Crossing the Gutter: good or bad?

  • I've been thinking about this for a couple weeks and would like to hear some other artist's opinions on the subject. I know characters and things getting lost in the gutter is bad but what about when the focal point of the image purposefully crosses the gutter? When do you think this is okay, and when is it not okay?


    I'm new to picture books, so I'd be thankful for any thoughts or opinions to help guide me as I start down this path.

  • Seems like in this case, in my uneducated opinion, it’s ok because none of the character’s features are “interrupted” or “disrupted” by the gutter (can you tell I’m not a professional?🙃). The goat’s snout is long enough that the brain is filling in the blanks, so the speak. If the gutter was running through his forehead and eyes, for example, then it would look awkward and there’d be “design tension”.

    Great goat design, by the way!

  • @danielerossi thanks for weighing in. I guess with both our uneducated opinions combined we can assume the answer is "it depends." I think this picture works but my gut instinct says to try out other solutions before crossing the gutter like that. Thanks again! The illustration is by Marcia Brown.

  • @Zachary-Drenski, Maybe consider crossing the gutter with every illustration on each page. That might work, but I’m no expert...

  • Good question! The example you provided is a hard one - It works but technically the gutter is cutting his face right in the middle which, when typed out, sounds like a huge nono. It doesn't really bother me too much here though 🤷♂ I think what your example proves is that it's not a yes or no situation with the gutter but more likely a better and best situation.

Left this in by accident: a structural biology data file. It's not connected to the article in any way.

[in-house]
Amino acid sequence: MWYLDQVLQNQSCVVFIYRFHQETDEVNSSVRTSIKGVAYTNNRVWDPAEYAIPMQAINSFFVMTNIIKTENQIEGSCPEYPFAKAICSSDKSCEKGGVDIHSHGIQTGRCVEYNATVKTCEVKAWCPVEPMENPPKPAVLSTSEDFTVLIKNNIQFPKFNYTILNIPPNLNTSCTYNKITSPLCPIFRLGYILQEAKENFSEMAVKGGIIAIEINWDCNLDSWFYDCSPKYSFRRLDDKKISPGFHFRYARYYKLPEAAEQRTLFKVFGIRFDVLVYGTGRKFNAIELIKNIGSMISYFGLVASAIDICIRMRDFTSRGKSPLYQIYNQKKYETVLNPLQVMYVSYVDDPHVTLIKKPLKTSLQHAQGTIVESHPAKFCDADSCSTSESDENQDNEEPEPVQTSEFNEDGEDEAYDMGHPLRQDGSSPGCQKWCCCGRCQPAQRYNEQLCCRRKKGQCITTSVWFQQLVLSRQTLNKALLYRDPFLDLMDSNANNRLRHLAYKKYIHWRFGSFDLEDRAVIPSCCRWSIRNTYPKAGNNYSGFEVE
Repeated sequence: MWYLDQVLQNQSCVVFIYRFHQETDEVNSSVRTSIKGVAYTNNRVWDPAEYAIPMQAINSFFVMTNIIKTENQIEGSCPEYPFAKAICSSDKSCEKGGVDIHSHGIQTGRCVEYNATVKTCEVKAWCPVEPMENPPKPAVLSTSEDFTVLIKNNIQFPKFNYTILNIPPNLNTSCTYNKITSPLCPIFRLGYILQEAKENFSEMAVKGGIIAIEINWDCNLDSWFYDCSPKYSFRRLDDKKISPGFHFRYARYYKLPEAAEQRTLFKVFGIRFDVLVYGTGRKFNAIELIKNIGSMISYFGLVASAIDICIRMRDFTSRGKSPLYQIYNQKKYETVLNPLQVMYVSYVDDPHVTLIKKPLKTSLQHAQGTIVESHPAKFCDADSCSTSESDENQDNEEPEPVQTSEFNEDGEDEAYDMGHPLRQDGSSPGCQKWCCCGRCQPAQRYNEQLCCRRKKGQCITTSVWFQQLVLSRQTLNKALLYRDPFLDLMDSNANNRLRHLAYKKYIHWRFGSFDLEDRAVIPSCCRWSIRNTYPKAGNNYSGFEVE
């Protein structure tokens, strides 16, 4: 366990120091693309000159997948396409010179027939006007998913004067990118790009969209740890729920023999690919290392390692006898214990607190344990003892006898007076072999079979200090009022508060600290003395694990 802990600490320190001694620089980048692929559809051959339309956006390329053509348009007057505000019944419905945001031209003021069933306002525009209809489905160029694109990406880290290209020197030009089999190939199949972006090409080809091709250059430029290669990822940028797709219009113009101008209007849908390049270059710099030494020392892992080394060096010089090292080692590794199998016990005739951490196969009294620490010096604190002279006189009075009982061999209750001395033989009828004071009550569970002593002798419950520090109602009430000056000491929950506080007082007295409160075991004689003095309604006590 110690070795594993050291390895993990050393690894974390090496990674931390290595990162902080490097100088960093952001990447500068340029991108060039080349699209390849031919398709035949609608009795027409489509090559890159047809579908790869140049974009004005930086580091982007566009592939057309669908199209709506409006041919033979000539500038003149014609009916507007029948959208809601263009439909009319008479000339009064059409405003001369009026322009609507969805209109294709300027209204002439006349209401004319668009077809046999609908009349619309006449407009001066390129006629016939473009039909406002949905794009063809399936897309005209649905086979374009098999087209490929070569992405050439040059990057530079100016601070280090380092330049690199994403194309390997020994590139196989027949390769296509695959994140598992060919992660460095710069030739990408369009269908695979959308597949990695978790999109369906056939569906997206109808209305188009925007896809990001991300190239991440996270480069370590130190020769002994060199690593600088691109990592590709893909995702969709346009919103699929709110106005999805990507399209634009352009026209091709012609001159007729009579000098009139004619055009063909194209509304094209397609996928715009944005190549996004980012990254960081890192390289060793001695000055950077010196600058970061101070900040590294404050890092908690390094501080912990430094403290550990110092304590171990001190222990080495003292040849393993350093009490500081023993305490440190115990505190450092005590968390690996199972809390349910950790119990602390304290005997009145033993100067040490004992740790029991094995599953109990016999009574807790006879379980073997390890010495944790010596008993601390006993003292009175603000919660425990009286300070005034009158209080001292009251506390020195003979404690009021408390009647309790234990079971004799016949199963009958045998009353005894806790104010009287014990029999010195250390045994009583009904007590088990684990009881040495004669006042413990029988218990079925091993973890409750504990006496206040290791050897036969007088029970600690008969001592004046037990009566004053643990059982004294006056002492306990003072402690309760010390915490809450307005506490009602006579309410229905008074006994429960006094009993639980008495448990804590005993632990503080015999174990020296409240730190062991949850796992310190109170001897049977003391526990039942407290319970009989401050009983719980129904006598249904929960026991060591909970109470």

• Qood question. I think in this case it works, as the main features of the face are far away enough from the gutter. The overall composition would loose all the dynamic if you place the goat only on one page. I'd say, the final binding of the book also plays a role. Some bend open really nicely (as usually for stitched/sewn books), others are stubborn and hide a broader piece of paper in the gutter (paperback - even worse if using the wrong machine direction of the paper).
    What you could try as well is to show more of the goat, keep it across the gutter, for example cut at her neck. Still, for me, it works as is!

  • A thought just occurred to me — what did Sr. Seuss do with his books? They are full of of full page spreads, no? I don’t think I’ve ever come across a book where a character’s face was cut off in the gutter 🤔

  • @danielerossi @Jeremy-Ross @Meta @SFischer I have seen it done badly since I started paying more attention to how picture books are made. Consensus seems to be that it works in this case. I haven't gotten very far into the making children's book svs class but maybe they go into how to treat the gutter. This gutter situation was a nagging question in my mind everytime I read this book to my son so thanks everyone for your answers.

    A side note- I looked up Marcia Brown, this books illustrator, and she had an extremely accomplished career!

  • SVS Team SVS OG

    @Zachary-Drenski I think in this case it would be ok.

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